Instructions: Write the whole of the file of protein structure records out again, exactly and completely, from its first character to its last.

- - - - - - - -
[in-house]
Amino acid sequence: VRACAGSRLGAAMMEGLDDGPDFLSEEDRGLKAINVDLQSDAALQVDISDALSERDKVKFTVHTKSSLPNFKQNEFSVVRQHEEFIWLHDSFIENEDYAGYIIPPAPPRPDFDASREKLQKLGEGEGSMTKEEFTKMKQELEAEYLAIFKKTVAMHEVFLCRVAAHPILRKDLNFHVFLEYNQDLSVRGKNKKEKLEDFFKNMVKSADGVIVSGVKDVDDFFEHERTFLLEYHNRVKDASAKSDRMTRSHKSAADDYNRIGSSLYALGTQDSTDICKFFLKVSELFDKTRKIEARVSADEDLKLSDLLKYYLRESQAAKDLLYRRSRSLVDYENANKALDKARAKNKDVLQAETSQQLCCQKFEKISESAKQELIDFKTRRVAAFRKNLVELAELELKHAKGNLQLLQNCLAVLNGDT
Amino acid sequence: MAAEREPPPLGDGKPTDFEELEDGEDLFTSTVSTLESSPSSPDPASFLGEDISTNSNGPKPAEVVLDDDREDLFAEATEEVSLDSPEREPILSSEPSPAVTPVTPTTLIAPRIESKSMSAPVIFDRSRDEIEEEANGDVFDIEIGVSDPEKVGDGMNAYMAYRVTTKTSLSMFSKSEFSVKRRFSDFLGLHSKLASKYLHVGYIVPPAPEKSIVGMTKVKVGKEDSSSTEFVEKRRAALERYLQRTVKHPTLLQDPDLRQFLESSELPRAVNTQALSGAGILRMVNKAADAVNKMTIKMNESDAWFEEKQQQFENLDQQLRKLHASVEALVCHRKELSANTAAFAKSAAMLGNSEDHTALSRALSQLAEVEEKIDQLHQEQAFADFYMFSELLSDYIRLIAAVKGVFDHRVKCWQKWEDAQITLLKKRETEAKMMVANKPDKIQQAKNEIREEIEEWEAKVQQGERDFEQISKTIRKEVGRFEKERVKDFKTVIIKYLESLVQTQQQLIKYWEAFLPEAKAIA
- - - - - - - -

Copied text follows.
[in-house]
Amino acid sequence: VRACAGSRLGAAMMEGLDDGPDFLSEEDRGLKAINVDLQSDAALQVDISDALSERDKVKFTVHTKSSLPNFKQNEFSVVRQHEEFIWLHDSFIENEDYAGYIIPPAPPRPDFDASREKLQKLGEGEGSMTKEEFTKMKQELEAEYLAIFKKTVAMHEVFLCRVAAHPILRKDLNFHVFLEYNQDLSVRGKNKKEKLEDFFKNMVKSADGVIVSGVKDVDDFFEHERTFLLEYHNRVKDASAKSDRMTRSHKSAADDYNRIGSSLYALGTQDSTDICKFFLKVSELFDKTRKIEARVSADEDLKLSDLLKYYLRESQAAKDLLYRRSRSLVDYENANKALDKARAKNKDVLQAETSQQLCCQKFEKISESAKQELIDFKTRRVAAFRKNLVELAELELKHAKGNLQLLQNCLAVLNGDT
Amino acid sequence: MAAEREPPPLGDGKPTDFEELEDGEDLFTSTVSTLESSPSSPDPASFLGEDISTNSNGPKPAEVVLDDDREDLFAEATEEVSLDSPEREPILSSEPSPAVTPVTPTTLIAPRIESKSMSAPVIFDRSRDEIEEEANGDVFDIEIGVSDPEKVGDGMNAYMAYRVTTKTSLSMFSKSEFSVKRRFSDFLGLHSKLASKYLHVGYIVPPAPEKSIVGMTKVKVGKEDSSSTEFVEKRRAALERYLQRTVKHPTLLQDPDLRQFLESSELPRAVNTQALSGAGILRMVNKAADAVNKMTIKMNESDAWFEEKQQQFENLDQQLRKLHASVEALVCHRKELSANTAAFAKSAAMLGNSEDHTALSRALSQLAEVEEKIDQLHQEQAFADFYMFSELLSDYIRLIAAVKGVFDHRVKCWQKWEDAQITLLKKRETEAKMMVANKPDKIQQAKNEIREEIEEWEAKVQQGERDFEQISKTIRKEVGRFEKERVKDFKTVIIKYLESLVQTQQQLIKYWEAFLPEAKAIA